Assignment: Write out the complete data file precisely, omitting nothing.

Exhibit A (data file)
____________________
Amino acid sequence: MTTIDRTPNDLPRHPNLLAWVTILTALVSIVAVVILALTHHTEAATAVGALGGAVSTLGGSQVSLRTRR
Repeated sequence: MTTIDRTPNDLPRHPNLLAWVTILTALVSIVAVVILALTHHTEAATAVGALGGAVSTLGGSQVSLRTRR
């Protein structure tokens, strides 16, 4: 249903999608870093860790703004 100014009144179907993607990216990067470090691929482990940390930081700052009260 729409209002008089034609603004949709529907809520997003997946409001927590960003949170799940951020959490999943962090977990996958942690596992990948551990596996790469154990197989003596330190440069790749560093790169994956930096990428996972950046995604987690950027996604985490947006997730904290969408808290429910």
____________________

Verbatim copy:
Amino acid sequence: MTTIDRTPNDLPRHPNLLAWVTILTALVSIVAVVILALTHHTEAATAVGALGGAVSTLGGSQVSLRTRR
Repeated sequence: MTTIDRTPNDLPRHPNLLAWVTILTALVSIVAVVILALTHHTEAATAVGALGGAVSTLGGSQVSLRTRR
């Protein structure tokens, strides 16, 4: 249903999608870093860790703004 100014009144179907993607990216990067470090691929482990940390930081700052009260 729409209002008089034609603004949709529907809520997003997946409001927590960003949170799940951020959490999943962090977990996958942690596992990948551990596996790469154990197989003596330190440069790749560093790169994956930096990428996972950046995604987690950027996604985490947006997730904290969408808290429910």